UWI principal laments low enrolment at tertiary level

MONTEGO BAY, St James — Principal of The University of the West Indies, Mona, Professor Densil Williams is warning that low enrolment in tertiary education within the region is a recipe for stifling growth.

“When you look at this hemisphere, from Alaska down to Argentina, this region has the lowest level of enrolment in post-secondary education. The lowest level! It is not surprising, therefore, that this region, as I indicated before, has not seen economic take-off, but has actually remained at the commodity-driven kind of economic management, economic performance for a long time,” he said.

Williams was the guest speaker at Wednesday’s opening ceremony for the 31st Heads of Caricom Social Security Organisations conference at Hilton Rose Hall Resort and Spa in Montego Bay.

He cited data which indicateed that, except for “a handful of countries” in the region, only two out of every 10 students who graduate from secondary education then go on to pursue higher studies.

“So we have eight people struggling on the periphery, just trying to get into mainstream society in a knowledge-driven world. They don’t have any training beyond secondary education. Now that’s bad for your labour force, extremely bad for your labour force, but also equally bad for your productivity,” the educator warned.

Williams contrasted that to what transpires in other parts of the world where eight out of every 10 student who graduates from secondary school move on to post-secondary education.

“We can see immediately that the fundamental challenge that we have in moving this economic transformation forward has to do with getting more people at a qualified level within our workforce,” he concluded.

The renowned academic in the field of business and management further argued that the region has to begin moving away from its focus on economic growth and towards economic transformation.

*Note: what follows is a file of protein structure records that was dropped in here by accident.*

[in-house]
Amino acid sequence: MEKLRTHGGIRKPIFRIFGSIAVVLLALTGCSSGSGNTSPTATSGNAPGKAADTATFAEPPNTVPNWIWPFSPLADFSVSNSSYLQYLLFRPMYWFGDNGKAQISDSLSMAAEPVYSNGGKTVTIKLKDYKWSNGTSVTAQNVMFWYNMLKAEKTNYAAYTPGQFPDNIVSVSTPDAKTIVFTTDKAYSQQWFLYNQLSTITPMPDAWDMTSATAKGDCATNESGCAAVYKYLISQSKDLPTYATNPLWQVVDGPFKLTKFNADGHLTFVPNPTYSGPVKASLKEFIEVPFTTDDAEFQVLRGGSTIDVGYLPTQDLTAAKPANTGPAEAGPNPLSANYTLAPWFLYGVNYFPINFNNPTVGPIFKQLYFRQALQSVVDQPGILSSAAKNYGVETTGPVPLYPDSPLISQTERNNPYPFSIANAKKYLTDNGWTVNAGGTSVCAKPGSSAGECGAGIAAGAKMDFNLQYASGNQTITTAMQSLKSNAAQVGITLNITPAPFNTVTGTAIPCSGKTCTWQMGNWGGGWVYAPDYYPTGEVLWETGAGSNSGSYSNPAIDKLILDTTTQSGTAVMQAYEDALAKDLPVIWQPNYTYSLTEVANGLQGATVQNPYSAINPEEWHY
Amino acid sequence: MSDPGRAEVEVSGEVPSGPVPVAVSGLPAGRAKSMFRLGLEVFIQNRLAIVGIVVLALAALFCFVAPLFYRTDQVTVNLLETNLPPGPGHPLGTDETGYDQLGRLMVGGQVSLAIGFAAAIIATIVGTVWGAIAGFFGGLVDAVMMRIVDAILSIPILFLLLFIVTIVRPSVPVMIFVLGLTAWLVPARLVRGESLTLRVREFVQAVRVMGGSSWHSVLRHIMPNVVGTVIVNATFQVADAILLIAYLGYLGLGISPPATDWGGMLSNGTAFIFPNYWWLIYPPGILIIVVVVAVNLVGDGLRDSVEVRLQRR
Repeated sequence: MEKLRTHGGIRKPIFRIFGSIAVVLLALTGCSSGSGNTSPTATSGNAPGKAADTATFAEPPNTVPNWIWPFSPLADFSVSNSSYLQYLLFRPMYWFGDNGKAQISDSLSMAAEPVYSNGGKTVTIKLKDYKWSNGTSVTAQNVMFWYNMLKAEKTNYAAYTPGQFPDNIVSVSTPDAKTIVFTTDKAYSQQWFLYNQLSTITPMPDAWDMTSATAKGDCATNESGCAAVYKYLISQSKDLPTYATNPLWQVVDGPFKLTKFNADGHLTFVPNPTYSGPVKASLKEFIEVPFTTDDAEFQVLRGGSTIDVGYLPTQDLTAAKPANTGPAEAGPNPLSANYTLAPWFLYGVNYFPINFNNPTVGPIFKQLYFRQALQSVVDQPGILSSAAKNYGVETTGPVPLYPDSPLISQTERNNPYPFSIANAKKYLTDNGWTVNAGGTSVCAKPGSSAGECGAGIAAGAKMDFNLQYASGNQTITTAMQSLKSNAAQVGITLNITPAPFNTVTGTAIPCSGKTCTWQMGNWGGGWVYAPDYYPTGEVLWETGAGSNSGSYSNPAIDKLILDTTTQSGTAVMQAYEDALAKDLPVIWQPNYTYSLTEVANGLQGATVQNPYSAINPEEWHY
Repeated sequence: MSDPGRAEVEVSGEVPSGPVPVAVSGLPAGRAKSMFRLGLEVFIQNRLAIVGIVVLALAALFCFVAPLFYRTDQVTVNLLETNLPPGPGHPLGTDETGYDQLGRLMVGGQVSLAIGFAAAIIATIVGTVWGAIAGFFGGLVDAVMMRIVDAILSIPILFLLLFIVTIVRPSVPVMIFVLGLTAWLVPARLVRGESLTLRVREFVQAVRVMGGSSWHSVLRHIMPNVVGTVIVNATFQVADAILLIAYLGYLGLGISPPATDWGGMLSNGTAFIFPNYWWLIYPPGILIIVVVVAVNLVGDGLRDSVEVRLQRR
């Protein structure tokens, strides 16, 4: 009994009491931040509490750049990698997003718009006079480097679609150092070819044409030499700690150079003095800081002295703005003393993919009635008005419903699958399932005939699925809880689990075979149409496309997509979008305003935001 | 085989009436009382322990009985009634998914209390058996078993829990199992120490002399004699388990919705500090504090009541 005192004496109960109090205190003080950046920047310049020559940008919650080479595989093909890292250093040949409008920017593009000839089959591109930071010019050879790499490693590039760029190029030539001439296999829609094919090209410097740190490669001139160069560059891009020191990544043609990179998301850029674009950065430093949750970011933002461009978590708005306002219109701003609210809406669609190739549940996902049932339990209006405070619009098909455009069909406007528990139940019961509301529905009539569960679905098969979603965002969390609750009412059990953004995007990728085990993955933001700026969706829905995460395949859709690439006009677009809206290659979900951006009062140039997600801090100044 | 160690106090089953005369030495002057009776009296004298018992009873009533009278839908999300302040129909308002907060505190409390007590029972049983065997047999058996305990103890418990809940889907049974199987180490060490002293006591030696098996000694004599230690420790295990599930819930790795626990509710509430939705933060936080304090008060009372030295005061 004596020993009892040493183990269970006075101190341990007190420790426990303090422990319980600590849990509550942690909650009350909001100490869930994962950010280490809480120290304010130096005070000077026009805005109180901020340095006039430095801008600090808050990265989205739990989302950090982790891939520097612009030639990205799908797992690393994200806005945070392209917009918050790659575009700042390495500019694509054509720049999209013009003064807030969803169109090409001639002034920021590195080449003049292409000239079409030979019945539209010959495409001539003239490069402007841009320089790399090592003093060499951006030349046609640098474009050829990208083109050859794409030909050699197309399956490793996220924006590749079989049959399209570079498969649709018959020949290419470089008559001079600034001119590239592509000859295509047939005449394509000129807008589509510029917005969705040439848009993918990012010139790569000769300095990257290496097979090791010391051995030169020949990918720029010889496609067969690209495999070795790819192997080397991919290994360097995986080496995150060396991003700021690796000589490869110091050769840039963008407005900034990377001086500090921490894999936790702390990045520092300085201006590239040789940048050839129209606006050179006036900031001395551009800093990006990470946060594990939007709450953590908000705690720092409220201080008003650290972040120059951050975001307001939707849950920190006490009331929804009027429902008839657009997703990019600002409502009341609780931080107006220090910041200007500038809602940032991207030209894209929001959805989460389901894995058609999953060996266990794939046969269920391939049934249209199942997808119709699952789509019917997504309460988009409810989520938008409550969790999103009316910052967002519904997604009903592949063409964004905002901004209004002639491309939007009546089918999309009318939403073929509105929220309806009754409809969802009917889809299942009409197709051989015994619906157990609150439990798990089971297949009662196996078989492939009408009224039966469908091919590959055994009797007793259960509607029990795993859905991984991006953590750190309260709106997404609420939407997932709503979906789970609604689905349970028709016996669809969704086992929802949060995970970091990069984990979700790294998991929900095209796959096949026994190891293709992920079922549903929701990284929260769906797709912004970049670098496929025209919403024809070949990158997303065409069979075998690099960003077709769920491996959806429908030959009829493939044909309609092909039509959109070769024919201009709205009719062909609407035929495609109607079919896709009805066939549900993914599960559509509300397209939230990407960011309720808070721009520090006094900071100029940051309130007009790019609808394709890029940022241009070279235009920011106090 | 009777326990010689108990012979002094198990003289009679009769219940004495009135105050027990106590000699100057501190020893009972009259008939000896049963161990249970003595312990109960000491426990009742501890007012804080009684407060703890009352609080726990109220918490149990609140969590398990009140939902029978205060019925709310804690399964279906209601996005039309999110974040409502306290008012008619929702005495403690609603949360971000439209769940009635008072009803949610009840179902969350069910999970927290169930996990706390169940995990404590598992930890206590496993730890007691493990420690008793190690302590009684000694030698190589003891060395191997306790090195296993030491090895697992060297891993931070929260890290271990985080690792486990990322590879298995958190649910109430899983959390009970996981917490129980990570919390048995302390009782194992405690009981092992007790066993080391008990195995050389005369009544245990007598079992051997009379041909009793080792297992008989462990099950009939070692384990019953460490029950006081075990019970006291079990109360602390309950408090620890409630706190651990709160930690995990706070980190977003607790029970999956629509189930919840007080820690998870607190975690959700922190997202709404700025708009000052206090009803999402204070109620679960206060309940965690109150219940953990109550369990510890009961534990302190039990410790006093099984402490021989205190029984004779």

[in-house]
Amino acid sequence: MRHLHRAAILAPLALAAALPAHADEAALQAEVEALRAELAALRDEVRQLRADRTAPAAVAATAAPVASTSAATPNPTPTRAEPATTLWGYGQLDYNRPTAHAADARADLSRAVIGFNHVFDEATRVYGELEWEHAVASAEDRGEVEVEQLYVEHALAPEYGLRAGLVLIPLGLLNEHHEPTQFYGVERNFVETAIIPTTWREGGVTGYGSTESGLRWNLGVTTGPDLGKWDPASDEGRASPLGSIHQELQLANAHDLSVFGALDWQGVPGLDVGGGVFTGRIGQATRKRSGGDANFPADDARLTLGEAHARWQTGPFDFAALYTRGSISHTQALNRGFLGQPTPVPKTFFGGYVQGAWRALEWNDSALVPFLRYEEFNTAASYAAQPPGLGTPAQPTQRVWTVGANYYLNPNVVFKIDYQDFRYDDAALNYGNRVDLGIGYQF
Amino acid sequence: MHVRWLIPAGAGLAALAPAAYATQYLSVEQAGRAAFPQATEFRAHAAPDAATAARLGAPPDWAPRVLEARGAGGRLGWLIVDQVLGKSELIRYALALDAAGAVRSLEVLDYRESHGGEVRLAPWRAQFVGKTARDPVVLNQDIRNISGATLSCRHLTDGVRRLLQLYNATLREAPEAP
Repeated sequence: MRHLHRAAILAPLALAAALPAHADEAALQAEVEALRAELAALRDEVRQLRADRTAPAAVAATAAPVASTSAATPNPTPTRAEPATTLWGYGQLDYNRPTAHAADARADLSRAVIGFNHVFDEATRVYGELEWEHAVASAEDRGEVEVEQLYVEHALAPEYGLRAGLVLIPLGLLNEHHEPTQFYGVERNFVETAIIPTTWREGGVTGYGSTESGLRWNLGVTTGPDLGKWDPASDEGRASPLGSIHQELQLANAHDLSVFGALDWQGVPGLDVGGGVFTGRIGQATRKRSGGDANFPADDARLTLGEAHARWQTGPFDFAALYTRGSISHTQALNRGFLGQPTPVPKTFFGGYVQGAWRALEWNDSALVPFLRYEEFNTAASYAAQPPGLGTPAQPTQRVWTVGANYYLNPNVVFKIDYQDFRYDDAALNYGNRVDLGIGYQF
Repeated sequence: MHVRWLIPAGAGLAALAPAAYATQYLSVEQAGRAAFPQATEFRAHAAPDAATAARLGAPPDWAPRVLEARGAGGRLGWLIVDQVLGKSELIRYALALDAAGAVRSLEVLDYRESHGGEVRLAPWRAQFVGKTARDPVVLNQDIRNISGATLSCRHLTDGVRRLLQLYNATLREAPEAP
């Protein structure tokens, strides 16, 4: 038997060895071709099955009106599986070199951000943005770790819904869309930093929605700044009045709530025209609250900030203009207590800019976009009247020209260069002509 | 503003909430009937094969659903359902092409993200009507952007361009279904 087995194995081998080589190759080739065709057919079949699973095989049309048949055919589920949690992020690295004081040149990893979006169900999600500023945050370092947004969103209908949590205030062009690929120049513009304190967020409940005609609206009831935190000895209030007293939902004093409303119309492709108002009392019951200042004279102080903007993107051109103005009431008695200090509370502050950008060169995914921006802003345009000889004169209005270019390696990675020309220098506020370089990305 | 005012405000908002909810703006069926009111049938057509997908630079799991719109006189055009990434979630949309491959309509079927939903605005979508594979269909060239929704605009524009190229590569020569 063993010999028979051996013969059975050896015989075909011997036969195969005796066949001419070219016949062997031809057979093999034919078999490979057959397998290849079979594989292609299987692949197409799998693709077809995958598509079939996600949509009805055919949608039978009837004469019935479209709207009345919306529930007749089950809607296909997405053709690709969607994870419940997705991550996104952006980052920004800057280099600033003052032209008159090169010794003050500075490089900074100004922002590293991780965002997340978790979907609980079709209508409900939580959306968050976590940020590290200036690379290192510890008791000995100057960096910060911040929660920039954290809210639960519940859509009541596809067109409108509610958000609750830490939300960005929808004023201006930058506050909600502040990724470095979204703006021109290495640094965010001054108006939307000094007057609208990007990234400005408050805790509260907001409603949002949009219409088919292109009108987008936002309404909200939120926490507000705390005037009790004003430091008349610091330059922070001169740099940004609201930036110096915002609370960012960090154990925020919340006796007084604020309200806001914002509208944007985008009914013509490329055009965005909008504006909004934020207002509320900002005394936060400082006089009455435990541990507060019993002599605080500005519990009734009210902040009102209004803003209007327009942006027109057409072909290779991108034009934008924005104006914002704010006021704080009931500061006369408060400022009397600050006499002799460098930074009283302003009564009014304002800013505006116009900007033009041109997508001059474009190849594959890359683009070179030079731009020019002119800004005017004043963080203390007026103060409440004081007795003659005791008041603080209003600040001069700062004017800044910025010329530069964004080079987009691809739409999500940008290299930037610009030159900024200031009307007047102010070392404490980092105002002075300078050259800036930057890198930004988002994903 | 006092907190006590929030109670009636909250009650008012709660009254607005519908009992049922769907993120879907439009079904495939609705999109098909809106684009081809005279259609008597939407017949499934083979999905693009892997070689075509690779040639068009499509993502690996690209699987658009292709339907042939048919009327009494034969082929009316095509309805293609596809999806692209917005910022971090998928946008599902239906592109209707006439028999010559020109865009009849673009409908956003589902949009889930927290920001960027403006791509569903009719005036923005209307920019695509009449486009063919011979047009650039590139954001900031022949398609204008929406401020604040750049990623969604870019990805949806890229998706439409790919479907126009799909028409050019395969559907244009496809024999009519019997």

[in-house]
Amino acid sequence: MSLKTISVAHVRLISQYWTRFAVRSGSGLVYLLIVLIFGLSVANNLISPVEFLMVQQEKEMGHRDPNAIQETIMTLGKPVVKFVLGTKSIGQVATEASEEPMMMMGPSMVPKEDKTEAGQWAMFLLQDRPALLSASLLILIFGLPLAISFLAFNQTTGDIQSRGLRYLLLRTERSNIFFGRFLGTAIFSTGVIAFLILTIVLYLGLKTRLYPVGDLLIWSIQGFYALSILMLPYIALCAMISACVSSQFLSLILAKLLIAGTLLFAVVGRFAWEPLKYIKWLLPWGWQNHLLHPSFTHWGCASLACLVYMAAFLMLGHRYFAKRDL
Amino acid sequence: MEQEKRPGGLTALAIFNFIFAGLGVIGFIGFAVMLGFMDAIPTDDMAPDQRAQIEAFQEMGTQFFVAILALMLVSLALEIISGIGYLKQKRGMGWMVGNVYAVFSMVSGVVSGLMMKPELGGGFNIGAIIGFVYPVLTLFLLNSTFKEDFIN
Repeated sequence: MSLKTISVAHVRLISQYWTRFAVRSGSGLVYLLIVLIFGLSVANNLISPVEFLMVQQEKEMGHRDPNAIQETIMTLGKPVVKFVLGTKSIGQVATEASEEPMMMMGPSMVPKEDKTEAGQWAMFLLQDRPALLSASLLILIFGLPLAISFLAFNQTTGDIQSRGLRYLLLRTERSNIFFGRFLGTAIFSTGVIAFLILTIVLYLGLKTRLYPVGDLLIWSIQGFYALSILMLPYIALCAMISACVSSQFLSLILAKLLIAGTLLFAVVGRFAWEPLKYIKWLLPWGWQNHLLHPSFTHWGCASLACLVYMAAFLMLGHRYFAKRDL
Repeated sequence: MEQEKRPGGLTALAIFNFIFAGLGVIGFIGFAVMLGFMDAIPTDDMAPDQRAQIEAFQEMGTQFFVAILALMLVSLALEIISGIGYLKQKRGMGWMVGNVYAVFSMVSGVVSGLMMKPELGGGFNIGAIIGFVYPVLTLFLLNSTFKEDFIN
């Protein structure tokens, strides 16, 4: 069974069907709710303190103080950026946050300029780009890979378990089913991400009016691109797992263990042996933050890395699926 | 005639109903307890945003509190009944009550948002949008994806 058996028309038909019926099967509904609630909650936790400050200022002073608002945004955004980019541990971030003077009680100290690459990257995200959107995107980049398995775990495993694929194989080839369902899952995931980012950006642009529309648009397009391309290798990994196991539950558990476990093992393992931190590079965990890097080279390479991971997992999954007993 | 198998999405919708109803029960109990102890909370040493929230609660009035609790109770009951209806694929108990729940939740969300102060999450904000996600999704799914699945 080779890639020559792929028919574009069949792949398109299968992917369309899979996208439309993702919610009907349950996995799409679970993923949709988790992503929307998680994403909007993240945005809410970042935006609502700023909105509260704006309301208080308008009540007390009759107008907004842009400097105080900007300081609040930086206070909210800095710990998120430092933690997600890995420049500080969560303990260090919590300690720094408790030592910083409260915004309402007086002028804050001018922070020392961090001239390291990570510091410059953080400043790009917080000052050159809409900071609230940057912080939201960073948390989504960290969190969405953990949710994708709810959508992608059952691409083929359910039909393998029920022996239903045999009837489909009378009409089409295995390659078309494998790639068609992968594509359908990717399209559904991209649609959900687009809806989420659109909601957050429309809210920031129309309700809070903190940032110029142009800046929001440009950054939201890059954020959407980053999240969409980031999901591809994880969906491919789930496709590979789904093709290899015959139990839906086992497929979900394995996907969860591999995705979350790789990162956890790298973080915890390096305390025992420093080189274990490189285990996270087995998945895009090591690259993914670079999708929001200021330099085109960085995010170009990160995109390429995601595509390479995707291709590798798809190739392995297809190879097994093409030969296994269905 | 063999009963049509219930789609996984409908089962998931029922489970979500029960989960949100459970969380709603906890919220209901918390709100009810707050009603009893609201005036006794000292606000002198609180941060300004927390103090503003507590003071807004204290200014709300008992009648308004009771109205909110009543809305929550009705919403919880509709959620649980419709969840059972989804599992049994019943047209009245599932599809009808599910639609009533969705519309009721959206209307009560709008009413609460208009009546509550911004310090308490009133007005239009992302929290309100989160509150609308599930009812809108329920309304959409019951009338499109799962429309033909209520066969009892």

“In order to do this, we have to ensure that we move our economy from basic commodity-driven economies in this region to what we call innovation-driven economies. It is at the innovation stage, friends, that we will see higher levels of GDP [gross domestic prodict] and allow more of our citizens to benefit from economic growth, and as such be able to make their contribution to a stronger social security system. However, to get there, we have to deal with two important issues that have really bedevilled us for a long time,” he said.

He identified those issues as inadequate training and the need to provide a social security system capable of providing a safety net for those who need it.

“Our human capital has to be far more advanced than we have it now if we’re going to build a stronger economy, and also move our economies up the value chain and get it into the innovation level of the economy. We have to get more of our people qualified at the highest level in order to have more persons benefiting from higher wages, and as such can make more substantial contribution to a robust social security system,” Williams said.

“A strong and resilient social security system is not only admirable for a brighter and better future, it is necessary for civilised society’s growth and development. I will ask, you show me a society that invests in its people today and allow them to reap the rewards tomorrow, and I will show you a society that is caring, that is gentle and, importantly, a society that is productive and humane. However, while social security is important a resilient and sustainable social security system is even more necessary today than before,” he added.